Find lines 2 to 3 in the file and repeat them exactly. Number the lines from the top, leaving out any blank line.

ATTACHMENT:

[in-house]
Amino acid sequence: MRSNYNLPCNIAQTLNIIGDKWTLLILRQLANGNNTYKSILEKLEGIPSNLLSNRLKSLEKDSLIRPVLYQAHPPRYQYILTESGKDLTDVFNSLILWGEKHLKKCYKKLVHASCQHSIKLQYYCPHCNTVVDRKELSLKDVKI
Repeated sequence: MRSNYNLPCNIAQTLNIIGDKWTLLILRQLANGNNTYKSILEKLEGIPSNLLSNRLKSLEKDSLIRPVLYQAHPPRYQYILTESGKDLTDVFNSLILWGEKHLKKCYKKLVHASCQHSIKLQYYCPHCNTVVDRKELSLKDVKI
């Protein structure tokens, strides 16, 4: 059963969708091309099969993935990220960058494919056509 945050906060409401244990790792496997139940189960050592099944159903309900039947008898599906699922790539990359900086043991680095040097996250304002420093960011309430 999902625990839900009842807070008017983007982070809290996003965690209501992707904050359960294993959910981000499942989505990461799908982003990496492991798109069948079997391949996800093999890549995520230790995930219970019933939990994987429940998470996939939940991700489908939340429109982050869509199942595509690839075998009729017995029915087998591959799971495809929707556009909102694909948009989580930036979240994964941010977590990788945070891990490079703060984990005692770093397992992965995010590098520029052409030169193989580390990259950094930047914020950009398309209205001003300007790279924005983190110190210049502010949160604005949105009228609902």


Amino acid sequence: MRSNYNLPCNIAQTLNIIGDKWTLLILRQLANGNNTYKSILEKLEGIPSNLLSNRLKSLEKDSLIRPVLYQAHPPRYQYILTESGKDLTDVFNSLILWGEKHLKKCYKKLVHASCQHSIKLQYYCPHCNTVVDRKELSLKDVKI
Repeated sequence: MRSNYNLPCNIAQTLNIIGDKWTLLILRQLANGNNTYKSILEKLEGIPSNLLSNRLKSLEKDSLIRPVLYQAHPPRYQYILTESGKDLTDVFNSLILWGEKHLKKCYKKLVHASCQHSIKLQYYCPHCNTVVDRKELSLKDVKI